9. The jury were subjected to irrational and emotional pleading, amounting to bullying and intimidation. As I’ve said, it sometimes seemed more of a trial of Colston (based on inadequate evidence) than of the Four. Among other things, the jury were told by the defence to make sure they were “on the right side of history.” Surely history should not have sides but facts? Regrettably, jury members could probably be recognised and would very likely have been subjected to intimidation (e.g. smashed windows, slashed tyres) by pro-toppling activists had they opted to convict.
  10. The prosecution didn’t seem to try very hard. They didn’t call on an expert witness to counter Olusoga and when I attempted to offer assistance, supplying a link to my History Reclaimed article, “The future will be grateful for thy eternal goodness,” which specifically addresses Colston, my email was ignored.
  11. A frequently repeated canard—or is it laziness?—repeated by the “liberal” press is that the anti-topplers are invariably Tory reactionaries. A YouGov poll did show more Labour voters agreed than disagreed with the acquittal of the Colston Four, but 53% were in the “disagree” or “don’t know” categories. Disagreement with the verdict was overwhelming among Tories and decisive among Liberal Democrats. I’m hoping against hope that one or two prominent and brave Labour and LD figures could stick their heads above the parapet and express their concerns about the verdict too. A great start would be the distinguished former Director of Public Prosecutions, one Sir Keir Starmer. Pigs can fly!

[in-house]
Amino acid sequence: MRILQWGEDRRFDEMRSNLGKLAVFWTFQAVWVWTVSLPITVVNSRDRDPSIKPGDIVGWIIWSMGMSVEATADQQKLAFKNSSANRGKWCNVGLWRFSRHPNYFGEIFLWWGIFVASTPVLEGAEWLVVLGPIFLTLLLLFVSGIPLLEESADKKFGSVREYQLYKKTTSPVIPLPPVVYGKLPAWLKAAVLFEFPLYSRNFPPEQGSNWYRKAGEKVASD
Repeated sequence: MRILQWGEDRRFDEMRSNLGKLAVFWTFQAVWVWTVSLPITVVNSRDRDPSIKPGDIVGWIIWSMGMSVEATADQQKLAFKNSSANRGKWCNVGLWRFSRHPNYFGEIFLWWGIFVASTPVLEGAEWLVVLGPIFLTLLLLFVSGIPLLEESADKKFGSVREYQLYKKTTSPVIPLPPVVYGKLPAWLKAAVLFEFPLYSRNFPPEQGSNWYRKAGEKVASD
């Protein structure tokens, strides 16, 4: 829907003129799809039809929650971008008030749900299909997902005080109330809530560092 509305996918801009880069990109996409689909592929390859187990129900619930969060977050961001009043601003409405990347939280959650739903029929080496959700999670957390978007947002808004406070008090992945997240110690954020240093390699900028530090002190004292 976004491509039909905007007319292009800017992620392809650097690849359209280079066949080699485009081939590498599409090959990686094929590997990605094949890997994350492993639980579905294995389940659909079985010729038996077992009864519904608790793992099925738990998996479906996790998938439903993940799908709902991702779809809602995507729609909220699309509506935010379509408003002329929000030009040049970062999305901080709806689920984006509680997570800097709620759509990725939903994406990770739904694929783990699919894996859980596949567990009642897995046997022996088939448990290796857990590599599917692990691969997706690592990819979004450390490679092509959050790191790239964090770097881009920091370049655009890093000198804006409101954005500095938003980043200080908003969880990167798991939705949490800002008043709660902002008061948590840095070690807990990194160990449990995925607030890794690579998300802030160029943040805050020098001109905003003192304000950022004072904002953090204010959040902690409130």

12. A talking point. Aren’t there significant parallels between the acquittal of the Colston Four and that of Kyle Rittenhouse, involved in the Kenosha unrest shooting? Whatever we may think of the verdicts, the associated gloating coming from the left (Colston Four) and the right (Rittenhouse) is pretty sickening.

And a bonus on a more positive note: a dear friend, who happens to be a lifelong Labour Party supporter, wrote me this a couple of hours ago: “I agree with you about the futility and sadness of destroying the emblems of bygone years. There are numerous generals and dukes whose monuments seem unjustified today, but that isn’t their point. I wish we were as energetic in dealing with modern slavery as statues of men associated with oppression hundreds of years ago.” I couldn’t put it better.

Mark Stocker is an art historian whose recent book is When Britain Went Decimal: The Coinage of 1971.

Featured image: John Cassidy, Edward Colston, 1895. Formerly The Centre, Bristol.